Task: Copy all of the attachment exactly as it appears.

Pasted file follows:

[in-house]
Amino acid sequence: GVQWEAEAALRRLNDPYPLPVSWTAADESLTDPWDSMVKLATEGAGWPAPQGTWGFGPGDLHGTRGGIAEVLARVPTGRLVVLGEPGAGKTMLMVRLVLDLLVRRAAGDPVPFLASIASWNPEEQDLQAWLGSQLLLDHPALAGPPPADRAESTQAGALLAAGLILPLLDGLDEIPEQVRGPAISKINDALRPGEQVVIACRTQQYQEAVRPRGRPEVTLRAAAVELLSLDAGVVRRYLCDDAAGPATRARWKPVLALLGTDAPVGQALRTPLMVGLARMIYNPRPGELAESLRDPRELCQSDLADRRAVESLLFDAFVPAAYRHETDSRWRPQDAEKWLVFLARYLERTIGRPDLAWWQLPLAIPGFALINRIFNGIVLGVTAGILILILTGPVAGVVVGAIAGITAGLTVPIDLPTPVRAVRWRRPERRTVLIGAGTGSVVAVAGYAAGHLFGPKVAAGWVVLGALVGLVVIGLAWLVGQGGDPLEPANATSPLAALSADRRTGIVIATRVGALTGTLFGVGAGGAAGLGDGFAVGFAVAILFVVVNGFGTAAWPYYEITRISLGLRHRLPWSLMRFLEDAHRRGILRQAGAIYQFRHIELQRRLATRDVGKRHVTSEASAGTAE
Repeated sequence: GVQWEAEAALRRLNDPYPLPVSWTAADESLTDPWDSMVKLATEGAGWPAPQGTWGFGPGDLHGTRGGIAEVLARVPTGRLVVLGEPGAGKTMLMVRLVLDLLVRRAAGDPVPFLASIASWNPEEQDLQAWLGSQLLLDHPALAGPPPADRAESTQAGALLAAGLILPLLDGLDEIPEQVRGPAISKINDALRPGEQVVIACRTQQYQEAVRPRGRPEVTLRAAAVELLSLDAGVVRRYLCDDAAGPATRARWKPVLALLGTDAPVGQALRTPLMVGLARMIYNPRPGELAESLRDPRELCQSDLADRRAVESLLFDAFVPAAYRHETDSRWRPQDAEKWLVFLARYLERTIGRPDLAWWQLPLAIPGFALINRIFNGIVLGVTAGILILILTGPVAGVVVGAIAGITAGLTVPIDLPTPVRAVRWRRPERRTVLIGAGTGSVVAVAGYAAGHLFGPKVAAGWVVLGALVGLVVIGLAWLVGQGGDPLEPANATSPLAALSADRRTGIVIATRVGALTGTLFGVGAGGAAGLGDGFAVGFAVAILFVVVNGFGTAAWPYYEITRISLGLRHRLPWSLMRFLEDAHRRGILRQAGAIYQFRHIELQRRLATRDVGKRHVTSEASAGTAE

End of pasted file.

[in-house]
Amino acid sequence: GVQWEAEAALRRLNDPYPLPVSWTAADESLTDPWDSMVKLATEGAGWPAPQGTWGFGPGDLHGTRGGIAEVLARVPTGRLVVLGEPGAGKTMLMVRLVLDLLVRRAAGDPVPFLASIASWNPEEQDLQAWLGSQLLLDHPALAGPPPADRAESTQAGALLAAGLILPLLDGLDEIPEQVRGPAISKINDALRPGEQVVIACRTQQYQEAVRPRGRPEVTLRAAAVELLSLDAGVVRRYLCDDAAGPATRARWKPVLALLGTDAPVGQALRTPLMVGLARMIYNPRPGELAESLRDPRELCQSDLADRRAVESLLFDAFVPAAYRHETDSRWRPQDAEKWLVFLARYLERTIGRPDLAWWQLPLAIPGFALINRIFNGIVLGVTAGILILILTGPVAGVVVGAIAGITAGLTVPIDLPTPVRAVRWRRPERRTVLIGAGTGSVVAVAGYAAGHLFGPKVAAGWVVLGALVGLVVIGLAWLVGQGGDPLEPANATSPLAALSADRRTGIVIATRVGALTGTLFGVGAGGAAGLGDGFAVGFAVAILFVVVNGFGTAAWPYYEITRISLGLRHRLPWSLMRFLEDAHRRGILRQAGAIYQFRHIELQRRLATRDVGKRHVTSEASAGTAE
Repeated sequence: GVQWEAEAALRRLNDPYPLPVSWTAADESLTDPWDSMVKLATEGAGWPAPQGTWGFGPGDLHGTRGGIAEVLARVPTGRLVVLGEPGAGKTMLMVRLVLDLLVRRAAGDPVPFLASIASWNPEEQDLQAWLGSQLLLDHPALAGPPPADRAESTQAGALLAAGLILPLLDGLDEIPEQVRGPAISKINDALRPGEQVVIACRTQQYQEAVRPRGRPEVTLRAAAVELLSLDAGVVRRYLCDDAAGPATRARWKPVLALLGTDAPVGQALRTPLMVGLARMIYNPRPGELAESLRDPRELCQSDLADRRAVESLLFDAFVPAAYRHETDSRWRPQDAEKWLVFLARYLERTIGRPDLAWWQLPLAIPGFALINRIFNGIVLGVTAGILILILTGPVAGVVVGAIAGITAGLTVPIDLPTPVRAVRWRRPERRTVLIGAGTGSVVAVAGYAAGHLFGPKVAAGWVVLGALVGLVVIGLAWLVGQGGDPLEPANATSPLAALSADRRTGIVIATRVGALTGTLFGVGAGGAAGLGDGFAVGFAVAILFVVVNGFGTAAWPYYEITRISLGLRHRLPWSLMRFLEDAHRRGILRQAGAIYQFRHIELQRRLATRDVGKRHVTSEASAGTAE